Judge Blocks New York Times’ Coverage Of Project Veritas
The ruling, by Judge Charles Wood of State Supreme Court in Westchester County, amounts to a prior restraint on the periodical — not a common restriction on any publication.
The decision also requires the Times to return or destroy the disputed material in its possession following an earlier unsuccessful Times appeal.
Project Veritas, a conservative organization that aims to report mainstream media and liberal groups’ mud, is suing the Times for libel for its reporting about the group’s founder, James O’Keefe.
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The issue at hand is documents obtained by the Times that were prepared by attorney Benjamin Barr for Project Veritas in connection with the case. The judge ordered the NYT to turn over any physical documents it had in the case and to delete any electronic copies “and to remove such documents from the internet and any web sites or servers over which they have control.”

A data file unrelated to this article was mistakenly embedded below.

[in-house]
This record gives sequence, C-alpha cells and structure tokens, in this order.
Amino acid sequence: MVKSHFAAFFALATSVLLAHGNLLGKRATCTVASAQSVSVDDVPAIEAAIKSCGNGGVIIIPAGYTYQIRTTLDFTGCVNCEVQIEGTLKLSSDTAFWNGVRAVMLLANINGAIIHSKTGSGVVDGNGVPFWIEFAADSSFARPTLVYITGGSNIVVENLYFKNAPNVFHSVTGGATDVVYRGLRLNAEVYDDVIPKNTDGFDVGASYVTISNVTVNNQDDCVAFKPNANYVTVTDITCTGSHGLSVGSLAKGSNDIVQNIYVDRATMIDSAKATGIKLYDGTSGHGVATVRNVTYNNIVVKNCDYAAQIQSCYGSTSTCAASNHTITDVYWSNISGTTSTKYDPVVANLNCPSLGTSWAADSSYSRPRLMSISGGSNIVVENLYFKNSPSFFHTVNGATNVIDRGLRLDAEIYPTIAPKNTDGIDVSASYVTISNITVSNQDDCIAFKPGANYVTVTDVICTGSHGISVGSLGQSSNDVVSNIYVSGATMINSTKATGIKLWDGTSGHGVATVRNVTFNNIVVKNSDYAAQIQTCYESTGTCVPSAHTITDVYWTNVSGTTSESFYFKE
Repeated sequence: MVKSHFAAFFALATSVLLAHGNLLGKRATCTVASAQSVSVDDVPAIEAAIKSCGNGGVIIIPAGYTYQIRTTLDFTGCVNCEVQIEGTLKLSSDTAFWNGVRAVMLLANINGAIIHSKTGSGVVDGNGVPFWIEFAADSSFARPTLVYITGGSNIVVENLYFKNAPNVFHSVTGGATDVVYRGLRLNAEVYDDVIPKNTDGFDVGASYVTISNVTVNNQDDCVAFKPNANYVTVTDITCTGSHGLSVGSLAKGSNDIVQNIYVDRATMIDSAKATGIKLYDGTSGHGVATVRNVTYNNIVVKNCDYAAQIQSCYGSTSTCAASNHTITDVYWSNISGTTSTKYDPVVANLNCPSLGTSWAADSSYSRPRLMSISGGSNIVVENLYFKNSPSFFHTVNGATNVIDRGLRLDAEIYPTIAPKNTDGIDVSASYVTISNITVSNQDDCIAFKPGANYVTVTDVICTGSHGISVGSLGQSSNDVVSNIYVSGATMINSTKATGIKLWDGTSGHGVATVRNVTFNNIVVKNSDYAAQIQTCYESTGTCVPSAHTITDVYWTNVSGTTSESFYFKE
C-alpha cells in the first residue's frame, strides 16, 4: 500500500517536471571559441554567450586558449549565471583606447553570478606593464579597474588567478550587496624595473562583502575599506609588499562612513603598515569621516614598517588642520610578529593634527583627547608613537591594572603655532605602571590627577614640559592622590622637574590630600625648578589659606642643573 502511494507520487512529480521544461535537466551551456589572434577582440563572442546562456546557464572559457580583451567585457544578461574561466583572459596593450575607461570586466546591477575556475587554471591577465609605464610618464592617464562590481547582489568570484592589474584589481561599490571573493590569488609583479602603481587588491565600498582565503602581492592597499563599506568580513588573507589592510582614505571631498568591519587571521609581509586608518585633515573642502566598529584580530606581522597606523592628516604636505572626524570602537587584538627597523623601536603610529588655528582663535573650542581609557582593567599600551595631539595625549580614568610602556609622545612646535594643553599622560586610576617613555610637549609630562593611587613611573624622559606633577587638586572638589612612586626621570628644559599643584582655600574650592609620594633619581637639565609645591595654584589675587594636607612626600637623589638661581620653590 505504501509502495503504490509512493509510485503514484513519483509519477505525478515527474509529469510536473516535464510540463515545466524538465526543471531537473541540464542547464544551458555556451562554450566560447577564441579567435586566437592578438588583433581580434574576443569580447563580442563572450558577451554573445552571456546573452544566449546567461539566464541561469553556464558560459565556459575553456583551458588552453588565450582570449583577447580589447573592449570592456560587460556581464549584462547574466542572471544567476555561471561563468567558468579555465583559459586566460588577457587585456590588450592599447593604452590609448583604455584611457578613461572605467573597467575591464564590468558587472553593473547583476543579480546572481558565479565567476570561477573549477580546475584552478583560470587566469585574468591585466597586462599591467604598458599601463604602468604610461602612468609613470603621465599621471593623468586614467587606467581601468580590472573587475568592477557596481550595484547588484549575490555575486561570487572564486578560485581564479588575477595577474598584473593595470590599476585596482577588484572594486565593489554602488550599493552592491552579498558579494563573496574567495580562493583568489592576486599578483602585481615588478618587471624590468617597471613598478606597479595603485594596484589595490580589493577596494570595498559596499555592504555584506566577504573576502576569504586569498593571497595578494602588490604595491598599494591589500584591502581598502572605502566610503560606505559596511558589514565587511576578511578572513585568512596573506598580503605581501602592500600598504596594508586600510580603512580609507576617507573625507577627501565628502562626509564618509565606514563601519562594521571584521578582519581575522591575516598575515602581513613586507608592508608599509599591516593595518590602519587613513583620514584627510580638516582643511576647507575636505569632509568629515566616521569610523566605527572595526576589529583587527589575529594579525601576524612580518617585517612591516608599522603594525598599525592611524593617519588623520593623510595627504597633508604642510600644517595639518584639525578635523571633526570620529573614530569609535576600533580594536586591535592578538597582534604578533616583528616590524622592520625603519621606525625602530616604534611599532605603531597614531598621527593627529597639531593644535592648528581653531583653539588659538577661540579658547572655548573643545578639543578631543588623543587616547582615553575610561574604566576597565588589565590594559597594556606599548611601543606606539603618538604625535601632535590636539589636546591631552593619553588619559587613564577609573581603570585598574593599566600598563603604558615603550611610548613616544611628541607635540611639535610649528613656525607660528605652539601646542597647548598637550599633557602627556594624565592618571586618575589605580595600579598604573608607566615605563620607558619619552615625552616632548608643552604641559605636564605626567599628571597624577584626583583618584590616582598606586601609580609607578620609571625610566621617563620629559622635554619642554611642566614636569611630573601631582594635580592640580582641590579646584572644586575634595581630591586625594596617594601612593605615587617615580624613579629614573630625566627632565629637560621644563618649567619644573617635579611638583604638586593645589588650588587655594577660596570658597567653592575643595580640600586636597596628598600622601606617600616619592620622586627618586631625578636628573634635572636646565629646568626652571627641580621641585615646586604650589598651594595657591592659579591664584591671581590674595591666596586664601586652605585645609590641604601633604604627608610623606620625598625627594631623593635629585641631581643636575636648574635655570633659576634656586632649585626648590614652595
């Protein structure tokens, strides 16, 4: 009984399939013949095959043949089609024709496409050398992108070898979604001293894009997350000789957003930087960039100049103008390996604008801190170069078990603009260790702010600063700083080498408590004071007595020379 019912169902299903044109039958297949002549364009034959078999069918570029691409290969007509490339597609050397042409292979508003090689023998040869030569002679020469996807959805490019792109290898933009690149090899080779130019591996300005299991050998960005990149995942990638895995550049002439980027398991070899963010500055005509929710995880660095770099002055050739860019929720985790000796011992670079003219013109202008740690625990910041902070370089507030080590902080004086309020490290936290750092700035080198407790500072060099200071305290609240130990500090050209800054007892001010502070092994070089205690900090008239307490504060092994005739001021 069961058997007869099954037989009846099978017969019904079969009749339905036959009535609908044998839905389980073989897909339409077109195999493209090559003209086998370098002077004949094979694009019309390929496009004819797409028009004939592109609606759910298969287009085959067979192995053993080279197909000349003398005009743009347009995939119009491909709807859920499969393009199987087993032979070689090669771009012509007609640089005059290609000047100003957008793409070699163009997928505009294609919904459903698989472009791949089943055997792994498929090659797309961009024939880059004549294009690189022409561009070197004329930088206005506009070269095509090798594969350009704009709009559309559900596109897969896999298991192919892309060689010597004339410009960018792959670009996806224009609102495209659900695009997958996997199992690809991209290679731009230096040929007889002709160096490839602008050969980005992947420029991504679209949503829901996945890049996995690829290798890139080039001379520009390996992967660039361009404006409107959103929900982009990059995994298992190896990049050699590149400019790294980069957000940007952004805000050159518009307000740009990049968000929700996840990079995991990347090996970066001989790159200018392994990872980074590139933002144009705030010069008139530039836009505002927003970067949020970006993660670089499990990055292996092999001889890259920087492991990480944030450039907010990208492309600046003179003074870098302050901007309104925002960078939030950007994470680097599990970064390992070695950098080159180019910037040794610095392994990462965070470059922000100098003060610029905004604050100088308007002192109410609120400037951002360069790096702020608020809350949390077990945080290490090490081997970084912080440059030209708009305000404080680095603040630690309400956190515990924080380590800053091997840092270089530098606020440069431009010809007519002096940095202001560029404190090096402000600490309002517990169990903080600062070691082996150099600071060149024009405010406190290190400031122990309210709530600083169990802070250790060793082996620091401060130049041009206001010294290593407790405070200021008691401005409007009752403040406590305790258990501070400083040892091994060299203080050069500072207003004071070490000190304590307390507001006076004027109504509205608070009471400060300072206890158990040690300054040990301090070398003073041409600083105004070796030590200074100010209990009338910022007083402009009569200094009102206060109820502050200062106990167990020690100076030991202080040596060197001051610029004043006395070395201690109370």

“In defiance of law settled in the Pentagon Papers case, this judge has barred The Times from publishing information about a prominent and influential organization that was obtained legally in the ordinary course of reporting,” the Times responded via statement by publisher A.G. Sulzberger. Sulzberger added, “We are appealing immediately.”
The statement referenced a landmark 1971 case during which the Nixon administration sought to prevent the publication of reporting based on a mammoth classified report on the nation’s involvement in the Vietnam War. The Supreme Court sided with the Times and the Washington Post in that situation.
The ruling instructed the Times “not to use the legal memoranda provided by Project Veritas’ counsel or information obtained from those documents in this action for any purposes whatsoever.”
Project Veritas has been under investigation recently for the theft of a diary from President Joe Biden’s daughter Ashley Biden.
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